This is post number 28 in the series “31 Days of Ghostbusters,” a celebration of the franchise’s return to the big screen.
Since the Ghostbusters RPG is long out of print, some wannabe Ghostmasters and Ghostbusters players might want an alternate game system to use for their paranormal adventures. Some might also prefer a game designed more recently that brings some fresh ideas to the ghostly gaming table. One option for such gamers is using one of the games I mentioned in my earlier post, “Ghostbusters: The Next Generation.” Another option is what I’m presenting today: using the Cypher System to moderate your Ghostbusters game.
For the purposes of this post, I am assuming that you are familiar with the Cypher System (as presented in the Cypher System Rulebook by Monte Cook Games), but that you aren’t necessarily familiar with the Ghostbusters RPG. I’ll mention the latter from time to time for comparison purposes, mostly targeted to players who ARE familiar with it, but it’s not necessary to know how the old classic worked to enjoy Ghostbusters in the Cypher System. And if you don’t know the Cypher System, reading its rulebook will teach you about how it works better than I could here.
(Note: Before writing this, I saw that the prolific 3rd party Cypher System publisher Ryan Chaddock posted an article about using the Cypher System for running a Ghostbusters game. I’m intentionally avoiding reading it until I get this posted so that his (surely excellent) ideas don’t influence mine—or worse, convince me I didn’t need to do this because his is awesome. After this is online, I’ll happily read his and see if it inspires modifications to the below.)
WARNING! THIS HAS NOT BEEN PLAYTESTED! THAT’S WHAT I NEED YOU FOR!
All page references are to the Cypher System Rulebook (CSR).
Using the Cypher System Rules to Run a Ghostbusters Game
General Rule Changes
The Ghost Die
Although the Ghost Die is a fun part of the Ghostbusters RPG, I recommend we drop it for the Cypher System version. Here are my reasons:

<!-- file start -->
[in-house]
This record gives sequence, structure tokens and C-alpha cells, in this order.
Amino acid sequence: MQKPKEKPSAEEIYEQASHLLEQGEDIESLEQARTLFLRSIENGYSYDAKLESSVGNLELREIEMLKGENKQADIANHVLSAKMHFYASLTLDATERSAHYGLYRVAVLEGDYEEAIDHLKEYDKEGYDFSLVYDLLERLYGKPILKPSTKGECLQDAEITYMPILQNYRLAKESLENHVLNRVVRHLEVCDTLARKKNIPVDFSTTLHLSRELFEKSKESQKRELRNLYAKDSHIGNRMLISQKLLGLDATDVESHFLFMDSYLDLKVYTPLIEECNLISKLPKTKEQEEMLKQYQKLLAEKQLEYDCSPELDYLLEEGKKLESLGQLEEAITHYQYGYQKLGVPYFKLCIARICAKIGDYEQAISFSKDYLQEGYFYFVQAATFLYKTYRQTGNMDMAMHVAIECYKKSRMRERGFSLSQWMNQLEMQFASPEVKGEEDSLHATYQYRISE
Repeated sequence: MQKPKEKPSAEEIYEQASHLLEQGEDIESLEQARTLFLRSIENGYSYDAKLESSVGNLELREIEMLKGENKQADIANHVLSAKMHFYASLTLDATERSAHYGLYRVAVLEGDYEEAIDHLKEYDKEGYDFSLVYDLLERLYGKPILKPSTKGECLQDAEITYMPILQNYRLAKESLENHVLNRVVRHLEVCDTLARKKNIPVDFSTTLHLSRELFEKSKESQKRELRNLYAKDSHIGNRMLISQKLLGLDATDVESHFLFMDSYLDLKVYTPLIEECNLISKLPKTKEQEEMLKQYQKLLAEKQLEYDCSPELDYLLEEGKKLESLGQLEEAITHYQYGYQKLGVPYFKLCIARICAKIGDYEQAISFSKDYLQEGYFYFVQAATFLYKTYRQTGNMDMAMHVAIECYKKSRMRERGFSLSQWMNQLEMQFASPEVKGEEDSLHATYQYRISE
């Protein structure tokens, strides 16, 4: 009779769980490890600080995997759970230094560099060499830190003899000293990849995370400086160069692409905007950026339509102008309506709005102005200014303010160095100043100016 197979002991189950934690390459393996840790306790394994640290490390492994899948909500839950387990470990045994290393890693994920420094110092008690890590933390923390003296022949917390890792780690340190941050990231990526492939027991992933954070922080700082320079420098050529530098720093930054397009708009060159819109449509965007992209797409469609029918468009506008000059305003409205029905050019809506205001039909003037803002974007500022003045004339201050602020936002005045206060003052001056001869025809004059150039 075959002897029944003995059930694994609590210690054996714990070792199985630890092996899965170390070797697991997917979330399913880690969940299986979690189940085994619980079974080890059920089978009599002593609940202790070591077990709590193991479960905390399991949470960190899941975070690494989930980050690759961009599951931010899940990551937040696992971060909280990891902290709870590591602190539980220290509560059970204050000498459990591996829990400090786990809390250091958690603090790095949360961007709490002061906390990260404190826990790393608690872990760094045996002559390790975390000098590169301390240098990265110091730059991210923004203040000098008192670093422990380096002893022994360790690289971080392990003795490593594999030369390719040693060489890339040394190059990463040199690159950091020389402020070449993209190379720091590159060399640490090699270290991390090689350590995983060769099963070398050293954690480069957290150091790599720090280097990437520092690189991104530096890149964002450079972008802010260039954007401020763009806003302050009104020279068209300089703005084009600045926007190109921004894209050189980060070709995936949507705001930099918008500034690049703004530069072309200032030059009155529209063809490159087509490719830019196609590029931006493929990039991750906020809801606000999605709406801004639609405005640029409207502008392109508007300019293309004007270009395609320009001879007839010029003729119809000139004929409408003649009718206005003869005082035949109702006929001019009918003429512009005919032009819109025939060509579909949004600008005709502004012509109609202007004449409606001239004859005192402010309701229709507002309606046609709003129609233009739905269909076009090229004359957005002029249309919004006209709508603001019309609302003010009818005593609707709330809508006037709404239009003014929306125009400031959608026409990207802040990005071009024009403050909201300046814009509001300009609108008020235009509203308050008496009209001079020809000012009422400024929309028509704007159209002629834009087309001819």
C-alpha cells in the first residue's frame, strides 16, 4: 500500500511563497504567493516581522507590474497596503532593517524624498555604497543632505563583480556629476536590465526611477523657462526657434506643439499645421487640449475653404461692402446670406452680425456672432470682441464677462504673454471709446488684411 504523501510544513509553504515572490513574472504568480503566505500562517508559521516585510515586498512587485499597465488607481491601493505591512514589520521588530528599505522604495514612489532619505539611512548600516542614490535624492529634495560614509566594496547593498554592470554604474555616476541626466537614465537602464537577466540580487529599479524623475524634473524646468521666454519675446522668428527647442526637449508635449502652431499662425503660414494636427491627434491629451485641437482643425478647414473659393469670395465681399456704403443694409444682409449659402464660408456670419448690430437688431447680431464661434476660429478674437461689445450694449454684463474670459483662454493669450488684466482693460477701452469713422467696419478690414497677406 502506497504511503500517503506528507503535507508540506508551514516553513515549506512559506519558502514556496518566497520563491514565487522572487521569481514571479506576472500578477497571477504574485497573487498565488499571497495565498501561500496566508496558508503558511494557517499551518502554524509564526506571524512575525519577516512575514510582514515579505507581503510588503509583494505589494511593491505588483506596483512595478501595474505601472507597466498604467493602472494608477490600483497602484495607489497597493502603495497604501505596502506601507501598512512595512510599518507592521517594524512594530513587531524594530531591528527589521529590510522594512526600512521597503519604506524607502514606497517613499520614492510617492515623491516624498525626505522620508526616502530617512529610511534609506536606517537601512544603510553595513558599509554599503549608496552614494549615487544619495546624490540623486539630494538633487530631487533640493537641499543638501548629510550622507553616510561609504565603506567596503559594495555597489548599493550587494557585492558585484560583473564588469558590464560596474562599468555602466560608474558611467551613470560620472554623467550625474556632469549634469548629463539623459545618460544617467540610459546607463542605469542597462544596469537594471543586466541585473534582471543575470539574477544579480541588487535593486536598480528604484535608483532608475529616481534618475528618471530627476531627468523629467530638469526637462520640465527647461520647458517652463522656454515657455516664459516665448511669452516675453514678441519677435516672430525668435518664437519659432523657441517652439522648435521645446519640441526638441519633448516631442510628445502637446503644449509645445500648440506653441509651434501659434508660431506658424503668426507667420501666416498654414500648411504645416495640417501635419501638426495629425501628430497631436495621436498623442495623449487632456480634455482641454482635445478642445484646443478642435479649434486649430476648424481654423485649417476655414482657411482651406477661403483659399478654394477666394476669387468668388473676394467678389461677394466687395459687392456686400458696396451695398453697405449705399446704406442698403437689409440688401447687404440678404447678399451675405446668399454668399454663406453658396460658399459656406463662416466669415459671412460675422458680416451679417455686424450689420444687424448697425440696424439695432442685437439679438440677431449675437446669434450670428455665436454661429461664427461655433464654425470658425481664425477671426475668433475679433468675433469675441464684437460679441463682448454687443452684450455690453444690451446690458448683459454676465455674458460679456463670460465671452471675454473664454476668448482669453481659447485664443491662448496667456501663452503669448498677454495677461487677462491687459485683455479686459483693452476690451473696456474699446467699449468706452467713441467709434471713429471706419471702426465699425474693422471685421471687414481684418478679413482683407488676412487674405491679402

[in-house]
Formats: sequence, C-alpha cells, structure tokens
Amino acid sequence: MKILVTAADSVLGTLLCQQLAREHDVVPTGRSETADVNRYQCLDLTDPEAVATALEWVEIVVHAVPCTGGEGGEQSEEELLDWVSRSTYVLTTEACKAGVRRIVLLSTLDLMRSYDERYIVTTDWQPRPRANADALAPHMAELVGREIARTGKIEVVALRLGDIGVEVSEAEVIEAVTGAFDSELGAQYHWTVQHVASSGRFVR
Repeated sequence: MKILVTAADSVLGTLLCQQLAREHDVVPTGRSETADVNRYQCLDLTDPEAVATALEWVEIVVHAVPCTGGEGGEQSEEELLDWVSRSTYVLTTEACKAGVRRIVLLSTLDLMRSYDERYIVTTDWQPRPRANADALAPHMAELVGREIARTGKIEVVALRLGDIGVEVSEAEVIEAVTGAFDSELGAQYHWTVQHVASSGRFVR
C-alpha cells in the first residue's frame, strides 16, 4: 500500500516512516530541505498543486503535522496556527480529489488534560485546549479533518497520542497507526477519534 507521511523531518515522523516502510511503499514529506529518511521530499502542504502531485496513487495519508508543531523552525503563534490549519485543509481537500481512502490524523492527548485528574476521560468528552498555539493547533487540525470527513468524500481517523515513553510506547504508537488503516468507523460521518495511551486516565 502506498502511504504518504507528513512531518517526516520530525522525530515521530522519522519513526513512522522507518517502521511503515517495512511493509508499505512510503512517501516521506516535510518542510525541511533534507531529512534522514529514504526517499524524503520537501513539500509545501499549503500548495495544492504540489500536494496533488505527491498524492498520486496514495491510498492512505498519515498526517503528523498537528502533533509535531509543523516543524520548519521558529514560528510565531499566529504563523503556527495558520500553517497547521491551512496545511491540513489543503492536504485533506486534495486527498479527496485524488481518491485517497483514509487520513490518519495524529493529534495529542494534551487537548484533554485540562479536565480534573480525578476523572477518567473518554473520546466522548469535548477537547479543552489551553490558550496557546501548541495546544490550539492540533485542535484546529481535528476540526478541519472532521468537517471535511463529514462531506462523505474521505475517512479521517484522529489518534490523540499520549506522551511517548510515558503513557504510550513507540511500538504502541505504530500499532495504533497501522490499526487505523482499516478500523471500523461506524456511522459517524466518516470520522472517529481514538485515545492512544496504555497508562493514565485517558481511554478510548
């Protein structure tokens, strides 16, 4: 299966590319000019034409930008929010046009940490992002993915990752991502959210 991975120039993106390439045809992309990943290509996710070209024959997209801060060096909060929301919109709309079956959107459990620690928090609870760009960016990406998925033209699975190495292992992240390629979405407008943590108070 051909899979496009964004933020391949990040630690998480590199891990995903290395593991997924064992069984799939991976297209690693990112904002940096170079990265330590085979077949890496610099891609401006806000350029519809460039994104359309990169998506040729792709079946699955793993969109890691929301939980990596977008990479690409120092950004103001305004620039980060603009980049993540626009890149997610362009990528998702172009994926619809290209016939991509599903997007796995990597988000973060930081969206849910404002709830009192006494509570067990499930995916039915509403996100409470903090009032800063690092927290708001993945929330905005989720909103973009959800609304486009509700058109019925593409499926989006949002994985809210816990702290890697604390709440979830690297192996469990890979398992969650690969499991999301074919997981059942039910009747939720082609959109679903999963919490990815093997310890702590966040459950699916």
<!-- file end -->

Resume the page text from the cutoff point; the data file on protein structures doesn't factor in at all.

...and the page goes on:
- The Cypher System uses a d20 for actions, not a d6.
- Even if the system did use a d6 for actions, the Ghost is on the 6, which is the opposite of the way the Cypher System treats a 1 as a special failure.
- In the Cypher System, the GM doesn’t roll dice, which would eliminate the way that adversaries get a bonus when the Ghostmaster rolls a ghost.
Luckily, the Cypher System already has a system in place that does generally the same thing as the Ghost Die: GM intrusions. Compare these scenarios…
- A Ghostbuster rolls a Ghost while trying to zap an apparition. The GM rules that the shot misses and knocks out the lights, adding a combat complication.
- The Ghostmaster rolls a Ghost during a spectre’s attack on a Ghostbuster. She decides that not only does the Ghost succeed in sliming the poor sucker, the slime also makes the Ghostbuster slip and begin sliding toward the nearby stairs.
- A Ghostbuster is trying to zap an apparition, and either rolls a 1 or the GM decides before the roll that it’s time for something new to happen. The GM announces a GM intrusion, giving the player the option of taking the complication or paying to get out of it.
- During a spectre’s attack on a Ghostbuster, the Ghostmaster decides to make things more interesting. She announces a GM Intrusion on the Ghostbuster; if the player doesn’t spend XP to avoid the intrusion, his character will find himself sliding toward those stairs.
Ghost Die coolness aside, I prefer the way the latter works. The GM has more direct influence over the narrative, and at the same time the players have control over whether they want to take a complication or buy their way out of it.
In the Ghostbusters RPG, Brownie Points served as a combination of damage points, experience points, and plot-manipulation points. Since the Cypher System already uses experience points for the latter two purposes, and it has a damage point system, I believe we can safely do without Brownie Points. (Having said that, if you want to call your Cypher System XP “Brownie Points,” go for it!)
In Cypher System Ghostbusters, you can choose a Goal just as you would in the Ghostbusters RPG. For our purposes, though, the choice will only influence how you play your character, and possibly how your Ghostmaster chooses to reward you with experience points. It will not give you extra Brownie Points, obviously, since this game doesn’t have those. (Except in their function as experience points, as we discussed above.)
The Goals in the Ghostbusters RPG were Fame, Serving Humanity, Sex, Soulless Science, and Wealth. You don’t need much elaboration to figure out how each of these would influence your character’s actions. Feel free to create your own Goals as well. (I’ve provided some in a post about new goals for Ghostbusters.)
For a Ghostbusters game, I recommend you use the Cypher System’s Shock rule (page 261) but not Horror Mode (page 262). The Shock rule helps emulate those moments when terrified characters freeze, scream, run away, or otherwise lose control temporarily. Horror Mode—creating a mounting sense of horror—seems more appropriate for a straightforward horror game, rather than a Frightfully Cheerful one.